Same-Sex Couples Still Barred From Equal Veterans Benefits, Secretary Says

Title 38 of the U.S. Code bars equal treatment for same-sex spouses — although lawsuits and legislation are pending that would change that. “We can’t tolerate this type of discrimination,” Sen. Jeanne Shaheen says, and Veterans Affairs Secretary Eric Shinseki backs her bill to change the law. posted on

Jim Cole / AP

2. Sen. Jeanne Shaheen has been pushing for a bill to mandate equal treatment for same-sex married couples seeking services from the Veterans Affairs Department.


Shaheen introduced and has testified in favor of the Charlie Morgan Act — named in honor of Chief Warrant Officer Charlier Morgan, who died earlier this year after fighting “don’t ask, don’t tell” and the Defense of Marriage Act while facing cancer. The bill was advanced by the Veterans’ Affairs Committee in July.

In June, of course, the Supreme Court struck down the federal definition of marriage in DOMA, which prohibited the federal government from recognizing marriages between same-sex couples.

Nonetheless, two provisions elsewhere in the law — found in Title 38 of the U.S. Code — separately define veterans benefits as only being available to opposite-sex spouses. As such, those laws were not specifically covered in the June 26 Supreme Court ruling about DOMA.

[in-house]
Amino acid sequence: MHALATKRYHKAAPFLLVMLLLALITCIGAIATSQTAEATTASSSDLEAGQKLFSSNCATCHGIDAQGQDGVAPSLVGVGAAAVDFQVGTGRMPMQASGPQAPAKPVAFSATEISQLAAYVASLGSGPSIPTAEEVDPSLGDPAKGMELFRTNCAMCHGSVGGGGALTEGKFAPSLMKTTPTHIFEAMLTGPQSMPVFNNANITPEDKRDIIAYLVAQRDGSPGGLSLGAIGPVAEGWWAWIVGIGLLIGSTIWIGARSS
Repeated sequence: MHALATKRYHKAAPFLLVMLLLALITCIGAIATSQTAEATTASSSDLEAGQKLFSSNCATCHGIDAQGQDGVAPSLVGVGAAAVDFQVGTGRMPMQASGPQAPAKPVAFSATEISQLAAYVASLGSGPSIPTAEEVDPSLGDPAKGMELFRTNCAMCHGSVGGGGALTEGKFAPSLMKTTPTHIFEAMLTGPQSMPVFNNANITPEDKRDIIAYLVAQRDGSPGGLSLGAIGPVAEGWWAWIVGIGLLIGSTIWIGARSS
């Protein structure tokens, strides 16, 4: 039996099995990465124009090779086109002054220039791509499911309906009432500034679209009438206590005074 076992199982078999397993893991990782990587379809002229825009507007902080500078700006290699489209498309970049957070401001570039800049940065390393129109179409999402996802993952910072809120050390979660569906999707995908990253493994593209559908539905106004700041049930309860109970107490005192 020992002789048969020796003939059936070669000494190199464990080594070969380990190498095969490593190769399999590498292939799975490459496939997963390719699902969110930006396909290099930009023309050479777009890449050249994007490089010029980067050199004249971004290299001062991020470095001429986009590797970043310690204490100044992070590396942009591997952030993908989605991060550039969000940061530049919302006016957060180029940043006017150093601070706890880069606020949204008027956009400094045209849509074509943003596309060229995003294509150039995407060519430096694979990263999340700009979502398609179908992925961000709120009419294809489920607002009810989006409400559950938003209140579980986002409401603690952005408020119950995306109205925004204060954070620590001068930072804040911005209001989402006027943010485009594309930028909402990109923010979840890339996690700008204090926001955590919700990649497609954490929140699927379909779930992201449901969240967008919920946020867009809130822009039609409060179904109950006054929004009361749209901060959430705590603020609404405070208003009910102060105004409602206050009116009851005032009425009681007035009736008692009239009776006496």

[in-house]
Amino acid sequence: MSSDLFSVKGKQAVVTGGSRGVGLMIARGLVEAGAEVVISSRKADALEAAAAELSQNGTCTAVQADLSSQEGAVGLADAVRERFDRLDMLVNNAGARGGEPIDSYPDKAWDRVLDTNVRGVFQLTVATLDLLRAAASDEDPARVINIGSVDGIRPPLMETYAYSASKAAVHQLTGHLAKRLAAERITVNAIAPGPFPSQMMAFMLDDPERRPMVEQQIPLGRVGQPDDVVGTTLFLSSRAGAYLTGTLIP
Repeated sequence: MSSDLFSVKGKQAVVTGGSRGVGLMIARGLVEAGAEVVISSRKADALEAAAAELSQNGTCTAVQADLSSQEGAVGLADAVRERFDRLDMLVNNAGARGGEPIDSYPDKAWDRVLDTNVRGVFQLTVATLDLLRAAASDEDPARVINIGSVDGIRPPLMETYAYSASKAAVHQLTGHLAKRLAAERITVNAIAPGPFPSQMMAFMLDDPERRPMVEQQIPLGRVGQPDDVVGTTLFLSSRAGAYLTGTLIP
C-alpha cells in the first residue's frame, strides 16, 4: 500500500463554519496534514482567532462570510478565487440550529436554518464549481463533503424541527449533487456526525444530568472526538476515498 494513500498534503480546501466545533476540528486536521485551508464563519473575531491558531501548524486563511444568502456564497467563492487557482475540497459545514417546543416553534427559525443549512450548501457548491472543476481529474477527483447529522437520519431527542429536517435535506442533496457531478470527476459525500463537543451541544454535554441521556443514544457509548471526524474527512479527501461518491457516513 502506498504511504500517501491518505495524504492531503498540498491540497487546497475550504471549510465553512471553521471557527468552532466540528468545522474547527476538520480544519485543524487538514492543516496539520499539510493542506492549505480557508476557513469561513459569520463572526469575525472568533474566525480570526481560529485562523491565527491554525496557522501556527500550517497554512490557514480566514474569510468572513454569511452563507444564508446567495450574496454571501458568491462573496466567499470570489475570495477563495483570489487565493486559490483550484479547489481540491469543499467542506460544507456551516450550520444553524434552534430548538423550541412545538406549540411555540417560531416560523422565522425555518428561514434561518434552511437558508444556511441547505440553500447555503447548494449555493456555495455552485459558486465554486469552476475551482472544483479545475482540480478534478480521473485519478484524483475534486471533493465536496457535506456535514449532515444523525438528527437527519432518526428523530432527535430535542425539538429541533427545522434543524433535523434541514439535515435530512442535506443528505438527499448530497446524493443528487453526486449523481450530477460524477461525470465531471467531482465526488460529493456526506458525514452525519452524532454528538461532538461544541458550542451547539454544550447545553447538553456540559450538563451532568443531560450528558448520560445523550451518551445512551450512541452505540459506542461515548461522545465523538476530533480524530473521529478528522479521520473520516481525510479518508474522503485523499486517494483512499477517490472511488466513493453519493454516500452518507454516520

3. After the Supreme Court decision, Shaheen followed up with the Veterans Affairs Department on June 26, seeking information about whether the decision would end the need for her bill:

4. Veterans Affairs Secretary Eric Shinseki responded on August 14 that the Title 38 provisions still banned the department from granting equal benefits:

5. Court decisions, however, could end Title 38’s different treatment of same-sex couples:

J. Scott Applewhite / AP

Shinseki also noted that three court cases are pending that raise the question of the constitutionality of the provisions in Title 38.

The House Republicans, who had been defending DOMA and Title 38 in court cases, withdrew from those cases during the month of July.

The Department of Justice, meanwhile, agrees with the plaintiffs that the Title 38 provisions are unconstitutional but also argued that the judge should not find in favor of the plaintiffs in one of those cases — a Massachusetts case in which Morgan had been a plaintiff — because of procedural issues the department had with the case.

7. Because the outcome of those cases are not yet known, however, Shaheen said Tuesday that she would keep pushing for her bill:


“We need to pass the Charlie Morgan Act to bring Department of Veteran Affairs benefits policy in line with the Supreme Court’s ruling striking down DOMA. I’m committed to making this happen. Every individual who serves in uniform deserves access to the benefits that they’ve earned and rightfully deserve. We can’t tolerate this type of discrimination, especially in the aftermath of a historic Supreme Court ruling that declared the Defense of Marriage Act unconstitutional.”

8. Sen. Shaheen’s letter:

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9. Secretary Shinseki’s response:

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